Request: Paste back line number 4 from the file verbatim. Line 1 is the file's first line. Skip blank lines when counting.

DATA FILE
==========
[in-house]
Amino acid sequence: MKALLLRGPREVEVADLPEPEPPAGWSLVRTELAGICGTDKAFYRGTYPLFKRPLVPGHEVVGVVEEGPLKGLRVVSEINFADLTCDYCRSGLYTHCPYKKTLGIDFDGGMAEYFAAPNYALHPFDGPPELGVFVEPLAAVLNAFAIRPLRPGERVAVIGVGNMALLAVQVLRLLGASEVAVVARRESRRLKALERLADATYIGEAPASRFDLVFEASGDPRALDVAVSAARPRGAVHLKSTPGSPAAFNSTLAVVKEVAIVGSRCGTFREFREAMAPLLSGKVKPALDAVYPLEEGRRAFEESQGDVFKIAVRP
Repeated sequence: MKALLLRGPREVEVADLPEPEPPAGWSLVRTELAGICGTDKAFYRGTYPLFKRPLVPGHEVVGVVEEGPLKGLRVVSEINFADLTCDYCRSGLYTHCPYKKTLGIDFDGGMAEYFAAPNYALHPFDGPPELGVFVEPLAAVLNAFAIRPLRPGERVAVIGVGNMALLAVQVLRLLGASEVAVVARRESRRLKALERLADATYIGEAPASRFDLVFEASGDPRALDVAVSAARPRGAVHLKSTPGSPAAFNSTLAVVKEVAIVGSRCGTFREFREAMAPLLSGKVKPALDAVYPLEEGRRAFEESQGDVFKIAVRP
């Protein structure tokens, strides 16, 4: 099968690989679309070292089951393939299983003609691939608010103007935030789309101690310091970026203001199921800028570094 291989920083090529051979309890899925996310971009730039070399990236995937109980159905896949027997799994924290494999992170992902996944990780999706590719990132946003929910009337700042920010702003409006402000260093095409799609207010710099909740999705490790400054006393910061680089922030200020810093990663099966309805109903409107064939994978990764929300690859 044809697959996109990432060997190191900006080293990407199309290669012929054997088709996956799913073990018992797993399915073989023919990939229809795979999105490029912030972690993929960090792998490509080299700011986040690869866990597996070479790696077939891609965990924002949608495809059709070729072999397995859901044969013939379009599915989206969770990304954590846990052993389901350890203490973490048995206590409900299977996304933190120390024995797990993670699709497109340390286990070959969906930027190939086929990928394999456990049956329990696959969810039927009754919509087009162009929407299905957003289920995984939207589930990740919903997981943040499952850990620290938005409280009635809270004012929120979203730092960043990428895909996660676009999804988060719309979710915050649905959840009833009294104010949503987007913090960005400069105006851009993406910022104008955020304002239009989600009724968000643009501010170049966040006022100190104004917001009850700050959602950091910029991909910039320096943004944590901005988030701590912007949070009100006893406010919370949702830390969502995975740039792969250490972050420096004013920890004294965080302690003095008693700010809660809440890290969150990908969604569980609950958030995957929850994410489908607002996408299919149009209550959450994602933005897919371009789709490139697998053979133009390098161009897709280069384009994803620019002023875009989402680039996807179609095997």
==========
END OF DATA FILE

């Protein structure tokens, strides 16, 4: 099968690989679309070292089951393939299983003609691939608010103007935030789309101690310091970026203001199921800028570094 291989920083090529051979309890899925996310971009730039070399990236995937109980159905896949027997799994924290494999992170992902996944990780999706590719990132946003929910009337700042920010702003409006402000260093095409799609207010710099909740999705490790400054006393910061680089922030200020810093990663099966309805109903409107064939994978990764929300690859 044809697959996109990432060997190191900006080293990407199309290669012929054997088709996956799913073990018992797993399915073989023919990939229809795979999105490029912030972690993929960090792998490509080299700011986040690869866990597996070479790696077939891609965990924002949608495809059709070729072999397995859901044969013939379009599915989206969770990304954590846990052993389901350890203490973490048995206590409900299977996304933190120390024995797990993670699709497109340390286990070959969906930027190939086929990928394999456990049956329990696959969810039927009754919509087009162009929407299905957003289920995984939207589930990740919903997981943040499952850990620290938005409280009635809270004012929120979203730092960043990428895909996660676009999804988060719309979710915050649905959840009833009294104010949503987007913090960005400069105006851009993406910022104008955020304002239009989600009724968000643009501010170049966040006022100190104004917001009850700050959602950091910029991909910039320096943004944590901005988030701590912007949070009100006893406010919370949702830390969502995975740039792969250490972050420096004013920890004294965080302690003095008693700010809660809440890290969150990908969604569980609950958030995957929850994410489908607002996408299919149009209550959450994602933005897919371009789709490139697998053979133009390098161009897709280069384009994803620019002023875009989402680039996807179609095997």